Should cat rescuers be protected from themselves though laws?

Cat rescuers often use their hearts not their heads.

Successful and sustainable cat rescue has to be run like a business. There needs to be a business-like approach and this is the difficulty because many kind people who love cats want to help but on some occasions lack the necessary business skills and end up having a hard time coping emotionally .

Good intentions and a kind, tender heart are not enough if a rescue operation involves a largish number of cats.

I can envisage a cat rescuer being emotionally sandwiched between the desire to help unwanted cats and the difficulties of making it work because of financial constraints and the sheer workload.

Ruth Chiasson, the president of Thibodaux-based HOPE for Animals rescue says

“Their hearts are in the right place, but when you commit to rescuing an animal, you have to take care of it financially and physically”

I think she has made a good point and it begs the question whether cat lovers who are would-be cat rescuers sometimes need to be protected from themselves through state laws.

I am not a great fan of imposing laws on anyone least of all cat rescuers but when it goes wrong society has to fall back onto general animal welfare laws concerning animal cruelty when it might be better to have legislation which imposes some standards on cat rescue to ensure it is successful while protecting both cats and person.

We are seeing some unhappy failures in respect of cat rescue. The Westberry saga is the most recent high profile case. She is being prosecuted under animal cruelty laws. 

What if there were laws in place which placed restrictions on what she would have been allowed to do? A law to limit the number of rescue cats perhaps and a regulation which stipulates that a cat rescuer needs to be registered. There are other potential conditions that could be obligatory before a person is allowed to register as a cat rescuer such as proving (s)he has a workable business plan and some start up funding.

These thoughts are, in fact, more likely to become a reality in order to put an end to cat rescuers who become hoarders. However, they won’t be successful in protecting cats unless something is also done to reduce the number of unwanted cats being created and that may also require legislation.

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Should cat rescuers be protected from themselves though laws? — 6 Comments

  1. In my city, anyone with 10 or more cats needs to obtain a cattery license. It is not expensive, but you are subject to periodic inspection by animal control officers. You will also be handed information that will let you know what is expected of you & what standards need to be met. IMHO, cat rescuers should not go it alone–they need financial support & some business savvy if their efforts are to be successful in the long run.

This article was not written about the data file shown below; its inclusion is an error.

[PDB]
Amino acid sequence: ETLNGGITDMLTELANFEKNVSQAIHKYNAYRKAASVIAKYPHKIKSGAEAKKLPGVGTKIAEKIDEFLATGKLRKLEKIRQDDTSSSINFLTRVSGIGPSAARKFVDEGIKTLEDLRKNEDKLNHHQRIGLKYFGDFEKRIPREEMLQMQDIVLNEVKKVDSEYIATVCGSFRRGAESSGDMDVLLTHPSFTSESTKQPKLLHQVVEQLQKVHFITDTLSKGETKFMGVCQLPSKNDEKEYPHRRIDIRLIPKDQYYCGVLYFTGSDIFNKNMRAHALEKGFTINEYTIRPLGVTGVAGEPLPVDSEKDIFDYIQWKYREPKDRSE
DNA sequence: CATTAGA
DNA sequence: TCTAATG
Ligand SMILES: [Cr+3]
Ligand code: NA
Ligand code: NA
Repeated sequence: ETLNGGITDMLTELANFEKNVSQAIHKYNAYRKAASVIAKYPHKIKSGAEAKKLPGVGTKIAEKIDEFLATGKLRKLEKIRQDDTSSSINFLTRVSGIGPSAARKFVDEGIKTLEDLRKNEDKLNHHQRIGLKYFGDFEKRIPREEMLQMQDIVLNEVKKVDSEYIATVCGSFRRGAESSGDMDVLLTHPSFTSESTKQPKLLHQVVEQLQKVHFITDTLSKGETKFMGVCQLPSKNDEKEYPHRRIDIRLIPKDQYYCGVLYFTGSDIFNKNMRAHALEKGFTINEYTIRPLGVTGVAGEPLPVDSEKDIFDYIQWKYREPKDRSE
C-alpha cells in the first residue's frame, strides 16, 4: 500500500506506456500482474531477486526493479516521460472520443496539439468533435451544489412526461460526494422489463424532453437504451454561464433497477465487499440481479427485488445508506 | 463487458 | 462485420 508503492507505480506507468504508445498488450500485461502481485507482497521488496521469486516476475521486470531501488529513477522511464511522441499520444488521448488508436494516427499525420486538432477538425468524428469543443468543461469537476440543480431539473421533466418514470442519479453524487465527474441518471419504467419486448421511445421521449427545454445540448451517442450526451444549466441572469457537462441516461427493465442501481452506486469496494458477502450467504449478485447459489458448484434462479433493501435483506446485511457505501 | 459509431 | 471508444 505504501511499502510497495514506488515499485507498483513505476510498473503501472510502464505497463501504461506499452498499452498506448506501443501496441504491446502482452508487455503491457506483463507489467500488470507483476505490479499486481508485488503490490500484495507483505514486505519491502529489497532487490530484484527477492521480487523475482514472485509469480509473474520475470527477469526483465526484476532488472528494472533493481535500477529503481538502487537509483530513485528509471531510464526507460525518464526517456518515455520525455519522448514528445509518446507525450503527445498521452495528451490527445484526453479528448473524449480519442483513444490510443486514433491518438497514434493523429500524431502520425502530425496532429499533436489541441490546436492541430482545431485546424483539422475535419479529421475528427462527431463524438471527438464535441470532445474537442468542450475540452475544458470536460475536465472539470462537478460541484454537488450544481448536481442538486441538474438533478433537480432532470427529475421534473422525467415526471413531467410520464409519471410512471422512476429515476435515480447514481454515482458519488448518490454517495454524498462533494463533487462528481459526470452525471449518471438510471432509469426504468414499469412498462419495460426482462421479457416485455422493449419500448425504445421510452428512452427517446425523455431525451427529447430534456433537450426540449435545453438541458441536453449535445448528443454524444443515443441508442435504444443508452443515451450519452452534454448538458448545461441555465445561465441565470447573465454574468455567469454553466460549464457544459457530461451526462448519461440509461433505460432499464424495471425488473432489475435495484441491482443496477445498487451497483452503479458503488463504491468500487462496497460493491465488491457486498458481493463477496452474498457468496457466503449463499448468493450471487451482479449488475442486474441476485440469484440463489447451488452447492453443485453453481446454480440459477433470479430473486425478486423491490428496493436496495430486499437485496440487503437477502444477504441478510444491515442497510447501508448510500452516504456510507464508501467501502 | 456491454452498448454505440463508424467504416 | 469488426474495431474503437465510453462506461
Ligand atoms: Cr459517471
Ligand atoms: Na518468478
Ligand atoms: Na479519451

2. I’m all for any law to protect cats! I know most people don’t like more new laws but in the case of protecting animals I think there can’t be too many laws!

  3. If by “laws” you mean like those that already exist to limit the number of cats in a household, I can see how that would be almost impossible to enforce. Cat rescuers who turn into “hoarders” tend to be very isolated by choice and out of fear. They don’t let others into their homes. Often the cats are kept indoors. Under these circumstances how will such laws protect the individual from herself? Given the psychological dynamics my bet is that in reality they would contribute to, not alleviate, her pathology.

    • Thanks for that. What about registration of cat rescuers? They could be subject to annual spot check inspections (without notice). Anyone not registered can’t do cat rescue. The number could be limited to make inspections manageable.

  4. Well I’m not sure, but I guess if it makes the Cats safer which is what most people want. I guess it would be hard to police. I think something needs to be done in light of JW Case and other extreme Hording. I dont know how those people cope with over 10. Myself It starts getting expensive and harder when you have over 6. You need to give each cat individual attention, if you dont have the means for the cats or kittens to be in a good condition.

    • I agree that policing it will be tricky but beyond a certain number of cats there needs to be systems in place and the authorities need to ensure that the person has the ability and facilities to carry out cat rescue to a decent standard. It is too difficulty for the average person but some of them think they can do it.

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